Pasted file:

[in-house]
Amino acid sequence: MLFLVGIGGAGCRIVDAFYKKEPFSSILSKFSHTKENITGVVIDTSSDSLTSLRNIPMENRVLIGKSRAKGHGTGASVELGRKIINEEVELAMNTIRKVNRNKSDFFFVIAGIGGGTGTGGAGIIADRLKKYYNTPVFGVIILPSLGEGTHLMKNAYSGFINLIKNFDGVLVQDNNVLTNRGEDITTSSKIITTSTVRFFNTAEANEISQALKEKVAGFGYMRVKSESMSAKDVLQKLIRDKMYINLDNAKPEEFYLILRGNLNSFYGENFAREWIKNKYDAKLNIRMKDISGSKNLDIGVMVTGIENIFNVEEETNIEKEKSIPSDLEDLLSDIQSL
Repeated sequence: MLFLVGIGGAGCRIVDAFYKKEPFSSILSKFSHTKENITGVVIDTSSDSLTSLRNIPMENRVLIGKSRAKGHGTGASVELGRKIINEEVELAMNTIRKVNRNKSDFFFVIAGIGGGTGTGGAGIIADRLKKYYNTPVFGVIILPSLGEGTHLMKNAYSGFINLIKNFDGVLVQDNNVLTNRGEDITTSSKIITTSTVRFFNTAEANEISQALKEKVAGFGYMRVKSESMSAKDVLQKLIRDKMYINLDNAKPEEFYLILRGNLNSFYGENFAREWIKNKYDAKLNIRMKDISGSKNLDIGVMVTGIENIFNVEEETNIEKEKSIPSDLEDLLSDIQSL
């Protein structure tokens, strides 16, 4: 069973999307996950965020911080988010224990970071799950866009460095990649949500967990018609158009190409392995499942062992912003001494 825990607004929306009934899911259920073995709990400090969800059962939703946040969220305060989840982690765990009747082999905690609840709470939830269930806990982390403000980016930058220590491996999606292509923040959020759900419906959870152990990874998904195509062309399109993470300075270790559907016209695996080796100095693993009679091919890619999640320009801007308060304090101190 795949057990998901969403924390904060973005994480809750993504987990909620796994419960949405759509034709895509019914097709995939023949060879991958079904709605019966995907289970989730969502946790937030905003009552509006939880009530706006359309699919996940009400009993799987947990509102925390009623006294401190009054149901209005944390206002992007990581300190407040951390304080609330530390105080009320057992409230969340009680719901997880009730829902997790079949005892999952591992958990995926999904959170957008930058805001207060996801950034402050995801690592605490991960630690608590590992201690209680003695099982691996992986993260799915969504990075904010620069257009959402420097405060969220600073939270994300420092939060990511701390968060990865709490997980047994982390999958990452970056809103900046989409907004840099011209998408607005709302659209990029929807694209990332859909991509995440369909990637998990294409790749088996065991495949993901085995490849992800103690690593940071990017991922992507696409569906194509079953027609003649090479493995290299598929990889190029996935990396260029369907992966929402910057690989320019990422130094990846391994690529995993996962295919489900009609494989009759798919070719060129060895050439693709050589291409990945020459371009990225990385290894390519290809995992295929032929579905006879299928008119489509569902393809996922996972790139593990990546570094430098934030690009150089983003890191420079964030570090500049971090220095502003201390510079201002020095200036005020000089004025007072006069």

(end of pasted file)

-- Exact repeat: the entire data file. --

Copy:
[in-house]
Amino acid sequence: MLFLVGIGGAGCRIVDAFYKKEPFSSILSKFSHTKENITGVVIDTSSDSLTSLRNIPMENRVLIGKSRAKGHGTGASVELGRKIINEEVELAMNTIRKVNRNKSDFFFVIAGIGGGTGTGGAGIIADRLKKYYNTPVFGVIILPSLGEGTHLMKNAYSGFINLIKNFDGVLVQDNNVLTNRGEDITTSSKIITTSTVRFFNTAEANEISQALKEKVAGFGYMRVKSESMSAKDVLQKLIRDKMYINLDNAKPEEFYLILRGNLNSFYGENFAREWIKNKYDAKLNIRMKDISGSKNLDIGVMVTGIENIFNVEEETNIEKEKSIPSDLEDLLSDIQSL
Repeated sequence: MLFLVGIGGAGCRIVDAFYKKEPFSSILSKFSHTKENITGVVIDTSSDSLTSLRNIPMENRVLIGKSRAKGHGTGASVELGRKIINEEVELAMNTIRKVNRNKSDFFFVIAGIGGGTGTGGAGIIADRLKKYYNTPVFGVIILPSLGEGTHLMKNAYSGFINLIKNFDGVLVQDNNVLTNRGEDITTSSKIITTSTVRFFNTAEANEISQALKEKVAGFGYMRVKSESMSAKDVLQKLIRDKMYINLDNAKPEEFYLILRGNLNSFYGENFAREWIKNKYDAKLNIRMKDISGSKNLDIGVMVTGIENIFNVEEETNIEKEKSIPSDLEDLLSDIQSL
């Protein structure tokens, strides 16, 4: 069973999307996950965020911080988010224990970071799950866009460095990649949500967990018609158009190409392995499942062992912003001494 825990607004929306009934899911259920073995709990400090969800059962939703946040969220305060989840982690765990009747082999905690609840709470939830269930806990982390403000980016930058220590491996999606292509923040959020759900419906959870152990990874998904195509062309399109993470300075270790559907016209695996080796100095693993009679091919890619999640320009801007308060304090101190 795949057990998901969403924390904060973005994480809750993504987990909620796994419960949405759509034709895509019914097709995939023949060879991958079904709605019966995907289970989730969502946790937030905003009552509006939880009530706006359309699919996940009400009993799987947990509102925390009623006294401190009054149901209005944390206002992007990581300190407040951390304080609330530390105080009320057992409230969340009680719901997880009730829902997790079949005892999952591992958990995926999904959170957008930058805001207060996801950034402050995801690592605490991960630690608590590992201690209680003695099982691996992986993260799915969504990075904010620069257009959402420097405060969220600073939270994300420092939060990511701390968060990865709490997980047994982390999958990452970056809103900046989409907004840099011209998408607005709302659209990029929807694209990332859909991509995440369909990637998990294409790749088996065991495949993901085995490849992800103690690593940071990017991922992507696409569906194509079953027609003649090479493995290299598929990889190029996935990396260029369907992966929402910057690989320019990422130094990846391994690529995993996962295919489900009609494989009759798919070719060129060895050439693709050589291409990945020459371009990225990385290894390519290809995992295929032929579905006879299928008119489509569902393809996922996972790139593990990546570094430098934030690009150089983003890191420079964030570090500049971090220095502003201390510079201002020095200036005020000089004025007072006069």